The actual sports team coaches are always happy. I hear, "Keep it up we love it!" all of the time. Sometimes I hear school strength coaches say my success with my athletes is because I get to handpick the athletes I train, or it's easier with small private groups. I can't deny that being in a small private studio allows me to be able to provide personal attention to every rep and set. But for a broad program, some of these school strength coaches are doing a good job with the teams. I might do a few things differently, but overall it's great that these athletes have access to a designated strength coach. I never pay attention to any of that negative stuff because everyone else's job always looks easy until you have to do it yourself. As long as I don't see any of my athletes getting hurt by doing anything dumb, I stick to my responsibility of over-delivering to them.

A parent and a high school strength coach (assistant coach who is a carpenter by trait) once asked why their child would need to train with me as well. My answer was, "Your child has a math teacher, and that math teacher teaches a great curriculum, but your son or daughter is behind a bit. Would you send them to a tutor? The same child has a C but has finals in two months, and a big final score could boost their grade to a B. Would you get them a tutor? Your child has an A in class and wants to jump up to the AP level math class because they love it! Your son or daughter tries hard without you ever having to remind them to study extra. The child tells you he or she wants to get into AP math and asks to get a tutor to help. What do you say?" I saw the light bulbs turn on. It was awesome!

I think of myself as a strength sports tutor for athletes that already have a designated strength coach at their school. Because the curriculum or strength program can be great, some athletes need help catching up, some need extra work to reach their potential, and some savages are chasing titles and dreams and will work their butts off any way they can to reach them.


What are some of the ways you ensure the athletes aren't overtraining?

CHRIS: We have been stressing to eat properly and stay hydrated since day 1. We also push ice therapy, massage therapy, stretching, and body tempering to all athletes.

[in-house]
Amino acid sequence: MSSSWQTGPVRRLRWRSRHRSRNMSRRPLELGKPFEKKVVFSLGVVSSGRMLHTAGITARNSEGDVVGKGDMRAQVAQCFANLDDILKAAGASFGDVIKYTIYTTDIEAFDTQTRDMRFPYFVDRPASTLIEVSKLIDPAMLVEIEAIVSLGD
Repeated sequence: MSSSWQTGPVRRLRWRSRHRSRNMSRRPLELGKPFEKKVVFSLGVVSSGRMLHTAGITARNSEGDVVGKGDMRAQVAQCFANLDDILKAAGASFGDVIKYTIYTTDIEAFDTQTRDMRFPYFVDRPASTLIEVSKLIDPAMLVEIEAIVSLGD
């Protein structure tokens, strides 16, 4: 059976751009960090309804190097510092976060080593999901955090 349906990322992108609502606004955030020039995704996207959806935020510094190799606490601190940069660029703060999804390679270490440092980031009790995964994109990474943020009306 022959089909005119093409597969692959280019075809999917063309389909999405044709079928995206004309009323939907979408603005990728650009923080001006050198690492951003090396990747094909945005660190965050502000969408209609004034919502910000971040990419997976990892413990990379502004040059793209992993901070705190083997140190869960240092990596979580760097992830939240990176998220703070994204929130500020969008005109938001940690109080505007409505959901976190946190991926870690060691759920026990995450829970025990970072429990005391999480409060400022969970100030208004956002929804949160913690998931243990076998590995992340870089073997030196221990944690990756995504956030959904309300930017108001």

Along with those recovery methods, we always get a general sense of their body language. This can go far. Being observant lets me notice if the athletes are overtraining.

SLEEP is probably the most important, IMO. Stressing to the athletes they get as much sleep as possible (with everything shut off and unwired), is key. I will always ask if the athlete is lifting at another location, like their high school, club, or select team. I never want them to do double work.

I work around what they have done so we can maximize what we are trying to accomplish. Knowledge and sharing information is the key to accomplishing the end result of athletic improvement.

KONO: Constant communication with them from the second they walk through the door. Body language is key, as well. I am fortunate to only pick athletes that want to be in my studio training, not because a sports coach mandates it. So when they don't look eager to bend some freakin bars, I start asking questions. "What did you train yesterday or today? What was breakfast like? How did you sleep last night?" I keep an eye on them during active warm-up and pre-hab training before we hit our main lifts.

Suppose someone is overly sore or tired. We auto-regulate to give them what they need. For instance, if an athlete just squatted heavy on Monday at school and we have a max effort squat day scheduled for Tuesday, a workload like that is how an athlete can get hurt. So, we have to adjust the workout to get that athlete exactly what they need—simply changing the means of resistance, sets and reps, or taking out an exercise completely. I will always ask if the athlete is lifting at another location (at high school, a club, or select team) because I never want them to do double work. I work around what they have done so we can maximize what we are trying to accomplish.


Are there some checks and balances you routinely use for the athletes?

CHRIS: Checking in with the athlete is a must. The successful athlete is working properly on and off of the training session.

I am always asking if they got the proper amount of sleep, if they ate breakfast (including what they ate and drank), what their weight is, what their soreness level is, and how their general overall feeling is. These are the daily things I try to do.

I speak with the athlete or group prior to workouts. This helps them understand and follow the game plan for the day, and it informs them of what we are trying to accomplish. Along with that, after the workout, it makes sure they are recovering properly (stretch, diet, rest, hydrate, etc.) so they can come in for the next session healthy and prepared.

KONO: The main thing like I said before is communication and auto-regulating. Everything we do is recorded, so I always go through the reps and sets performed and see where the athlete is gaining or not gaining the way I expect. Another thing we do is fill out meal charts for three days. They fill out charts for everything they eat and drink, including supplements they take. I am a HUGE believer in post-workout shakes for recovery and gains. I always have used them, and when I didn't, I could feel and see the difference. My charts also have a sleep number as well, so we get a good snapshot and try to get the athlete to be more compliant. I always say there is no such thing as a two-hour-a-day champion! To be great, it's 24-7-365!

This past year we started implementing the Braverman Test, too. The Braverman Test is a personality test to see what type of coaching athletes respond to mentally. Therefore, I'll know what coaching cues stimulate Johnny best to get through a tough workout or plateau the first coaching session instead of wasting a week (or longer) through trial and error.